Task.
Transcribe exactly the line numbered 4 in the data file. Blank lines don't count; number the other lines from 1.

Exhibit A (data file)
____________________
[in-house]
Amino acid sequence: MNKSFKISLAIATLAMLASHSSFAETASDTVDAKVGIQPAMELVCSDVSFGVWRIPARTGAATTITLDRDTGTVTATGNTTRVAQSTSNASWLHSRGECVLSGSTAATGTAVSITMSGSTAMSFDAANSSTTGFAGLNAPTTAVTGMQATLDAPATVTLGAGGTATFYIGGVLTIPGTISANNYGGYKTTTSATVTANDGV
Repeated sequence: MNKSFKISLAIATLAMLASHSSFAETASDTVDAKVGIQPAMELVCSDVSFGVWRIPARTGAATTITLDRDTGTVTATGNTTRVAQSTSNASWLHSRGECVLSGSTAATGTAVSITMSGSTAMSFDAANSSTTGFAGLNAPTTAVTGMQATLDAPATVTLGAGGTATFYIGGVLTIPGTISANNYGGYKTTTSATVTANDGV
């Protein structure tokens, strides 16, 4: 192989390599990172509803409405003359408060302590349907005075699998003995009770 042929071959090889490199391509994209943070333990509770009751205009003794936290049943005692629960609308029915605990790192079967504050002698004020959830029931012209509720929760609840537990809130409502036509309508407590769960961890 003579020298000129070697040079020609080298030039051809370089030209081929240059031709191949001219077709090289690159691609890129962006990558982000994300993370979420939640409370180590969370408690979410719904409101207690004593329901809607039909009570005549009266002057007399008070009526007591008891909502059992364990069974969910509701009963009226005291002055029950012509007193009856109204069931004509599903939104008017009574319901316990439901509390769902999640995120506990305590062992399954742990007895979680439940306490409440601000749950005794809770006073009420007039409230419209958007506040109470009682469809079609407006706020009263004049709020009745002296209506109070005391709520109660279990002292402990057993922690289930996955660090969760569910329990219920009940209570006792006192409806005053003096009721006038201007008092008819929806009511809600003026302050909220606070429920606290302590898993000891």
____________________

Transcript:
């Protein structure tokens, strides 16, 4: 192989390599990172509803409405003359408060302590349907005075699998003995009770 042929071959090889490199391509994209943070333990509770009751205009003794936290049943005692629960609308029915605990790192079967504050002698004020959830029931012209509720929760609840537990809130409502036509309508407590769960961890 003579020298000129070697040079020609080298030039051809370089030209081929240059031709191949001219077709090289690159691609890129962006990558982000994300993370979420939640409370180590969370408690979410719904409101207690004593329901809607039909009570005549009266002057007399008070009526007591008891909502059992364990069974969910509701009963009226005291002055029950012509007193009856109204069931004509599903939104008017009574319901316990439901509390769902999640995120506990305590062992399954742990007895979680439940306490409440601000749950005794809770006073009420007039409230419209958007506040109470009682469809079609407006706020009263004049709020009745002296209506109070005391709520109660279990002292402990057993922690289930996955660090969760569910329990219920009940209570006792006192409806005053003096009721006038201007008092008819929806009511809600003026302050909220606070429920606290302590898993000891």